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    Core concepts of human rights and inclusion of vulnerable groups in the mental health policies of Malawi, Namibia, and Sudan

    Mannan, Hasheem and ElTayeb, Shahla and MacLachlan, Malcolm and Amin, Mutamad and McVeigh, Joanne and Munthali, Alister and Van Rooy, Gert (2013) Core concepts of human rights and inclusion of vulnerable groups in the mental health policies of Malawi, Namibia, and Sudan. International Journal of Mental Health Systems, 7 (7). pp. 1-13. ISSN 1752-4458

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    Background: One of the most crucial steps towards delivering judicious and comprehensive mental health care is the formulation of a policy and plan that will navigate mental health systems. For policy-makers, the challenges of a high-quality mental health system are considerable: the provision of mental health services to all who need them, in an equitable way, in a mode that promotes human rights and health outcomes. Method: EquiFrame, a novel policy analysis framework, was used to evaluate the mental health policies of Malawi, Namibia, and Sudan. The health policies were assessed in terms of their coverage of 21 predefined Core Concepts of human rights (Core Concept Coverage), their stated quality of commitment to said Core Concepts (Core Concept Quality), and their inclusion of 12 Vulnerable Groups (Vulnerable Group Coverage). In relation to these summary indices, each policy was also assigned an Overall Summary Ranking, in terms of it being of High, Moderate, or Low quality. Results: Substantial variability was identified across EquiFrame’s summary indices for the mental health policies of Malawi, Namibia, and Sudan. However, all three mental health policies scored high on Core Concept Coverage. Particularly noteworthy was the Sudanese policy, which scored 86% on Core Concept Coverage, and 92% on Vulnerable Group Coverage. Particular deficits were evident in the Malawian mental health policy, which scored 33% on Vulnerable Group Coverage and 47% on Core Concept Quality, and was assigned an Overall Summary Ranking of Low accordingly. The Overall Summary Ranking for the Namibian Mental Health Policy was High; for the Sudanese Mental Health Policy was Moderate; and for the Malawian Mental Health Policy was Low. Conclusions: If human rights and equity underpin policy formation, it is more likely that they will be inculcated in health service delivery. EquiFrame may provide a novel and valuable tool for mental health policy analysis in relation to core concepts of human rights and inclusion of vulnerable groups, a key practical step in the successful realization of the Millennium Development Goals.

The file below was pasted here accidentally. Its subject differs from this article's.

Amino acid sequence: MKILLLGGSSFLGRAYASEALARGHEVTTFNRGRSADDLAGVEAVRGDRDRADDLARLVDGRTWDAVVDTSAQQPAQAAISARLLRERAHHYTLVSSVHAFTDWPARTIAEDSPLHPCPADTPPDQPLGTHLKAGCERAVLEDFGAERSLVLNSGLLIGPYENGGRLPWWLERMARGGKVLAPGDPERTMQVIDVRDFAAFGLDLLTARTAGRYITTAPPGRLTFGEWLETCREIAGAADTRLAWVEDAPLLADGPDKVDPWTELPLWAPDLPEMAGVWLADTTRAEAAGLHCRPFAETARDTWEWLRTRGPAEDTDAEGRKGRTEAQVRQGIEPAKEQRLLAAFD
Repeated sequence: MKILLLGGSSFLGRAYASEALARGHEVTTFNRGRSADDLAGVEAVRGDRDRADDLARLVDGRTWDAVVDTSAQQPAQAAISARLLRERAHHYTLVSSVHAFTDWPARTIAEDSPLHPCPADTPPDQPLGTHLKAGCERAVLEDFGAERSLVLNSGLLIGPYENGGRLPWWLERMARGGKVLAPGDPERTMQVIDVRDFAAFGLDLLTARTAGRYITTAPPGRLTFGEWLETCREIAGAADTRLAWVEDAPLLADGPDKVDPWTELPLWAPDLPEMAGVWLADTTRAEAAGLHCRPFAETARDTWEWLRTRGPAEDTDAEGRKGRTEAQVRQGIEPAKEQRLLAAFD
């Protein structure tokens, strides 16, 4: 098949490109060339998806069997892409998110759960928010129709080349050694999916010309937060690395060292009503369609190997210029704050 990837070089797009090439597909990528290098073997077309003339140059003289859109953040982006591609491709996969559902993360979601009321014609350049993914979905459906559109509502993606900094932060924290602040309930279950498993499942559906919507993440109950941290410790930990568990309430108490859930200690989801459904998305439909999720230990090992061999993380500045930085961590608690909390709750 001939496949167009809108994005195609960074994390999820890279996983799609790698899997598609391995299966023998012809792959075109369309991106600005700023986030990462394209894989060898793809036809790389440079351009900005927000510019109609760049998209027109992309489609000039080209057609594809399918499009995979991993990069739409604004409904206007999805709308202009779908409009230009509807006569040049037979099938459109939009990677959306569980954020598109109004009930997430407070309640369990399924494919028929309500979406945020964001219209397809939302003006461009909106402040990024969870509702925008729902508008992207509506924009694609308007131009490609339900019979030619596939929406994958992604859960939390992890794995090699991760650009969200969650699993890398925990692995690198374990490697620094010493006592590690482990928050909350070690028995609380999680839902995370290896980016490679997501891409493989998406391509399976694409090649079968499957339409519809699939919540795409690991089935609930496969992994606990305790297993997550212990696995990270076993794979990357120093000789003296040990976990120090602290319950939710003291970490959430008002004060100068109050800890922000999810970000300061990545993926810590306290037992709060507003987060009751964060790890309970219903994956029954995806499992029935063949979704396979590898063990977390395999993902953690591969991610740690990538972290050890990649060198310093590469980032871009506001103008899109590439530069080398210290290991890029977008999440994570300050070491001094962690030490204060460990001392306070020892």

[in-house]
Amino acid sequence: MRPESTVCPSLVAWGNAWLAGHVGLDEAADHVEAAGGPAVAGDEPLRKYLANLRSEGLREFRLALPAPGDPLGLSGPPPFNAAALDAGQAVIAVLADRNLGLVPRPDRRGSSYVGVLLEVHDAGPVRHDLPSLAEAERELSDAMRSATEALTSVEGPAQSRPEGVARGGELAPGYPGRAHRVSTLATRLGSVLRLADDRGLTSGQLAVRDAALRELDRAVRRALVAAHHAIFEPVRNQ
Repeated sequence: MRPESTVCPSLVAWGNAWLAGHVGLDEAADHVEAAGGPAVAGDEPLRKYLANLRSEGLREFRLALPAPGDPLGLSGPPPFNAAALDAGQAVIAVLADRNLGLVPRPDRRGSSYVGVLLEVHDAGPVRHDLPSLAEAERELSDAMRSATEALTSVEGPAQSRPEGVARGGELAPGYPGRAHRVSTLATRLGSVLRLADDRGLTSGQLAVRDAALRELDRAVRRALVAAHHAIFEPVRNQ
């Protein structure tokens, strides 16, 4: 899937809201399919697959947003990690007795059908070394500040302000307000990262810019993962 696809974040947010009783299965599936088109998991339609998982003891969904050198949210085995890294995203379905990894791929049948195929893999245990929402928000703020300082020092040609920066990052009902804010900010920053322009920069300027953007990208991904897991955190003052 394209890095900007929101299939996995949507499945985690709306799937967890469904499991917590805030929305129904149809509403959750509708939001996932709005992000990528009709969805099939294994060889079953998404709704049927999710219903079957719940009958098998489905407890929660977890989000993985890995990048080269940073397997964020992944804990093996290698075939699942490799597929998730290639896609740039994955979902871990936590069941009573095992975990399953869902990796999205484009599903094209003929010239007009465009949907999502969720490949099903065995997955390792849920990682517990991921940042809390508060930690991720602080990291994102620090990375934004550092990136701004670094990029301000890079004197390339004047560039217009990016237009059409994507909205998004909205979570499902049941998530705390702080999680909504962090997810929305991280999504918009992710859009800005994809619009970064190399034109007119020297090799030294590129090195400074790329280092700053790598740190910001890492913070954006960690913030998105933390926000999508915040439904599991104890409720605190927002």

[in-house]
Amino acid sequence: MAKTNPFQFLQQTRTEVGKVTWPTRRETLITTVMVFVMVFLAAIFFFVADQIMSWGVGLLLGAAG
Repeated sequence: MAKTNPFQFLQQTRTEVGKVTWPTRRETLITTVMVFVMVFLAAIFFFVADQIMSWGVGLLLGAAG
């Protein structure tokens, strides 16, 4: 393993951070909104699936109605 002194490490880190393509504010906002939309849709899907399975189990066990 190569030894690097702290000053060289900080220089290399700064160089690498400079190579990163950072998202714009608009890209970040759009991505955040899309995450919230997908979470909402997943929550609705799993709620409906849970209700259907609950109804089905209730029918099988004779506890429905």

Item Type: Article
    Keywords: Mental health policy; Core concepts of human rights; Vulnerable groups; Malawi; Namibia; Sudan;
    Academic Unit: Assisting Living & Learning,ALL institute
    Faculty of Science and Engineering > Psychology
    Item ID: 16408
    Identification Number:
    Depositing User: Malcolm MacLachlan
    Date Deposited: 15 Aug 2022 13:52
    Journal or Publication Title: International Journal of Mental Health Systems
    Publisher: BMC
    Refereed: Yes
    Use Licence: This item is available under a Creative Commons Attribution Non Commercial Share Alike Licence (CC BY-NC-SA). Details of this licence are available here

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